These words certainly got me thinking when they came out of the mouth of my twenty five year old son late last week – So when does OLD become ELDERLY? It is becoming obvious to me that there are three stages of ageing – the first stage is when you feel young, and this is because you are actually young. The third stage is when you feel old, and this is because you are actually quite old. But the middle phase is where you feel young, but everyone else thinks you are old – and this stage seems to be lasting longer and longer, sometimes into our seventies. With the official retirement age at 65, we are automatically classified as ‘elderly’ when we reach this milestone, but as someone who is not too far away from it, the last thing I feel like is elderly. Forty is the new thirty – sixty is the new fifty – people are living longer and keeping much better health in their later years than ever before.
New Zealand has the highest rate in the OECD of people over 65 continuing in employment – the official ‘retirement age’ is barely even a guideline any more. Forty percent of 65 to 69 year olds are in full time employment – but is this necessity – or from choice? Unfortunately many people decide to retire without thinking through the consequences – both how it will affect their lifestyle, and the financial ramifications of losing a complete income.
Anyone retiring today needs to be more self-sufficient than retirees of the past – gone are the days when the government pension was sufficient to maintain a comfortable lifestyle. Our average life expectancy keeps going up – in 1900 you could expect to live until you reached forty eight. Since then, life expectancy at birth has risen about three months with each passing year, and today’s newborns can expected to live for a very long time – by the end of the century, our life expectancy will be 100 years.This means you need to budget for living on your savings and a government pension that although is ‘inflation adjusted,’ is actually decreasing in real value – and you need to plan to do this for at least twenty years, and probably a lot longer.
Some employers have a mandatory policy of retirement at 65 – but if this is the case forced retirement can often open up opportunities for a secondary career. This might just be the right time for a major career change – with the added financial security of a government pension helping to top up a dwindling bank balance the options of working part time, or on a lower salary in less stressful work, can suddenly become an attractive possibility.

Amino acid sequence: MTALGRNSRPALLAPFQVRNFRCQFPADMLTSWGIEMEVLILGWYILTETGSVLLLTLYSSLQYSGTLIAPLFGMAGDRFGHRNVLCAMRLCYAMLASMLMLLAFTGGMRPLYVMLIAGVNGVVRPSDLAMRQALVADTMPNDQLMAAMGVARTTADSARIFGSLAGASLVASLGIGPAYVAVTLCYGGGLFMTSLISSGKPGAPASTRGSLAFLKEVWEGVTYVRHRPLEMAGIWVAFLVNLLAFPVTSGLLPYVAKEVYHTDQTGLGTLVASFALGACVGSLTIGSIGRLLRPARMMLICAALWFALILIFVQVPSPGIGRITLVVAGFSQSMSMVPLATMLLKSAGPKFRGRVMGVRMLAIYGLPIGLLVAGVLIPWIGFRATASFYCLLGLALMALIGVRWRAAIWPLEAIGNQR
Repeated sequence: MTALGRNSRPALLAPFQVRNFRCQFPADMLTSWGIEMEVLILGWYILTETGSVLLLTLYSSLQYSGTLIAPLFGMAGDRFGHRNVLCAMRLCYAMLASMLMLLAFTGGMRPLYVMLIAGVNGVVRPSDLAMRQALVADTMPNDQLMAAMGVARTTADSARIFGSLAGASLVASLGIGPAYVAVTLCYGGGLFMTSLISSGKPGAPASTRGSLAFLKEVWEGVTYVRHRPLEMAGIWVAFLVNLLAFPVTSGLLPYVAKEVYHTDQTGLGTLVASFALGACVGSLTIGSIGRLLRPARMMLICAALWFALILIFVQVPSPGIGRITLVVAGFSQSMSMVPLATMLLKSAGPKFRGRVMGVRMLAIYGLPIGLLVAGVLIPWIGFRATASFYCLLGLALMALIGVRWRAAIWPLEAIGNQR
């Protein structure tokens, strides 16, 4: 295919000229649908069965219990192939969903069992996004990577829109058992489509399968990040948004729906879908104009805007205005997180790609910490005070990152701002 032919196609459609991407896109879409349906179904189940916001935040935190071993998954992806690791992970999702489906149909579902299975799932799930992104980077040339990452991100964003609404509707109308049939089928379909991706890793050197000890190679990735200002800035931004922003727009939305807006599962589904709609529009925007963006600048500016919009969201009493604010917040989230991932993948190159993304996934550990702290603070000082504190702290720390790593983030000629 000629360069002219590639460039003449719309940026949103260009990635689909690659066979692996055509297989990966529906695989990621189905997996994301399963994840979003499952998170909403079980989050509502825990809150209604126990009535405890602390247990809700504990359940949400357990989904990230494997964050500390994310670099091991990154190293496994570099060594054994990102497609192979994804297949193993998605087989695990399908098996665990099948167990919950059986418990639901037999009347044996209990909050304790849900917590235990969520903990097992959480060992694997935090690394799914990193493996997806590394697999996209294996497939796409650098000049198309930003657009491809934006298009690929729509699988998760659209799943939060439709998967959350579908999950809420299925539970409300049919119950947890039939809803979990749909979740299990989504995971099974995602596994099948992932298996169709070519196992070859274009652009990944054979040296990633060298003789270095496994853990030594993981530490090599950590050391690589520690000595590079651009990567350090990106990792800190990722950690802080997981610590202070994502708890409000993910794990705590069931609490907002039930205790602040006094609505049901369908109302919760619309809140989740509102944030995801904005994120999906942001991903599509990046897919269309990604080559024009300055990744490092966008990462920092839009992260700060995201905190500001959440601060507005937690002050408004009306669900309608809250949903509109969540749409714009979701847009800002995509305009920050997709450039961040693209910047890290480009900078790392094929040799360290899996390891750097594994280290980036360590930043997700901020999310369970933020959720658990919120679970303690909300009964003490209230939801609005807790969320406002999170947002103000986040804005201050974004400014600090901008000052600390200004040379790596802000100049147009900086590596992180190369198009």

While the financial ramifications of going from a regular salary to a government pension are hard enough to cope with, the change in lifestyle is just as monumental and often not planned for. By the time we reach retirement age our children have left home and hopefully we have made the adjustment to being empty nesters – with the added stresses of retirement some can view the years ahead as the loneliest and least rewarding of their lives. Suddenly having an extra eight hours a day to fill can be daunting, and when the expected daily routine of golf and gardening loses its attraction, the idea of an encore career and the chance to try something new can revitalise and energise.
With possibly twenty or thirty years of retirement you can transform yourself into whatever or whoever you want to be, and change careers as many times as you did during your working life. You could just cruise for a while, being content just to enjoy the idea of not having a boss to answer to. You might find a new meaning and purpose in life, return to work part time, volunteer at something that calls to you – whatever you choose to do in retirement is right – just make sure that you actually do something!
‘It’s paradoxical that the idea of living a long life appeals to everyone, but the idea of getting old doesn’t appeal to anyone.’ Andy Rooney